Charles, nicknamed “The Bad One” for his cruel repression of a minor rebellion in Navarre, was born on October 10th, 1332, in Évreux, France to Joan of France, queen of Navarre, and Philip, Count of Évreux.
To obtain a clearer picture of who Charles II of Navarre was, it’s necessary to go back in history, about two decades before he was born. His mother, who was the only surviving child of King Louis X, King of France and Navarre, was denied the crown by her uncle King Philip V who claimed that French legal tradition excluded women from the royal succession.
Supported by the French lords, who also opposed the idea of a female monarch, Philip V was elected King of France and King of Navarre.
However, when King Philip V died in 1322 he was succeeded by his brother, Charles IV, but the lords from Navarre refused to swear loyalty to him, and when he died in 1328, they declared Joan the rightful monarch of Navarre. Charles was only 17-years-old when his mother died, and he was declared king of Navarre, thus dedicated himself to the vengeance against the French crown for the unjust treatment of his mother in the past.
His notorious career began when he married Joan of Valois, the daughter of King John II of France, who may have viewed this union as a hedge against trouble, but apparently, he was wrong. Only two years later, his favorite, the constable Charles of Spain, who was to be a beneficiary of the fiefdoms of Champagne, Brie, and Angoulême, was brutally murdered and Charles of Navarre didn’t keep secret about his role in the assassination but calmly accepted the responsibility.
When Charles realized that King John was preparing to seize him, he traveled to Avignon to complain to the Pope. There, he met Henry, the Duke of Lancaster and promised him support for a joint campaign against the French. Once again, Charles changed sides in 1355, making peace with King John and repeating his oath of loyalty.
However, on April 15th, 1356, John II finally took his revenge. Together with a group of supporters, he arrested Charles of Navarre. Later, John II was defeated and captured by the English at the Battle of Poitiers in September 1356, and next year Charles was sprung from his prison in the castle of Arleux, gaining immediate popularity in Amiens and Paris and beginning a series of treacherous dealings with every party in France.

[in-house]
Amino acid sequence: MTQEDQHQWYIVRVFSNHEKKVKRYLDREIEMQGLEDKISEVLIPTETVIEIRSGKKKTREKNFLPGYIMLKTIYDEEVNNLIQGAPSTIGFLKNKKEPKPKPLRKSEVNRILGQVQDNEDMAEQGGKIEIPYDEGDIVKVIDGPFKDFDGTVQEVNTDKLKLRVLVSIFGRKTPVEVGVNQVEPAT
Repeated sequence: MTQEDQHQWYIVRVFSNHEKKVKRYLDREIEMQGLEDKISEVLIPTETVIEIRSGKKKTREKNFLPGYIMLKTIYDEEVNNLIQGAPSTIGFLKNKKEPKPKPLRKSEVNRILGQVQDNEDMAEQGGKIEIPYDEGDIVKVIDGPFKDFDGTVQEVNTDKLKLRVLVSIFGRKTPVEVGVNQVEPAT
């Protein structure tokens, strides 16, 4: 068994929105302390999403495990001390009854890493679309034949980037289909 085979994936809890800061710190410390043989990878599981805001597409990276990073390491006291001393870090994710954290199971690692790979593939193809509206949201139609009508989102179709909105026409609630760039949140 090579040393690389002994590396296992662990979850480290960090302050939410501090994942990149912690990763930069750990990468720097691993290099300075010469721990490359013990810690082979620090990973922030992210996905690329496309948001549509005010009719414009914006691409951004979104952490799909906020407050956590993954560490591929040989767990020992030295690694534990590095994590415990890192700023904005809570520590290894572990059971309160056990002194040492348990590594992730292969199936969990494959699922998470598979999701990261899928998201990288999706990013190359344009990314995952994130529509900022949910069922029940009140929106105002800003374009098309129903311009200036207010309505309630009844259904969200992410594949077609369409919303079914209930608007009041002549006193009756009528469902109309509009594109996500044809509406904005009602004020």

In 1358, during a social upheaval in Paris, he slaughtered many peasants near Montdidier, and in June 1358 he suppressed the uprising. In the following period, he continued simultaneously playing games behind the scenes with both the kings of France and England and in 1361 he returned to Navarre.
He was subsequently involved in at least two attempts to have Charles V (John II’s son) poisoned and was also participating in many plots against the French King. He never achieved his goals, and besides everything he did, Charles always managed to avoid the consequences of most of his heinous acts and intrigues. However, he could not escape the divine justice.
Charles died on the 1st January 1387, and his particularly horrific death became famous throughout Europe mostly because it was considered by many as a divine justice. When Charles became ill, his physician ordered to be wrapped head-to-toe in brandy-soaked cloths.
When the nurse finished the wrapping, she wanted to cut off the excess fabric, but she didn’t want to use scissors since she was afraid that she might hurt the king and used a candle to burn off the end, which immediately set fire to the whole cloth. The king burned to death in his palace.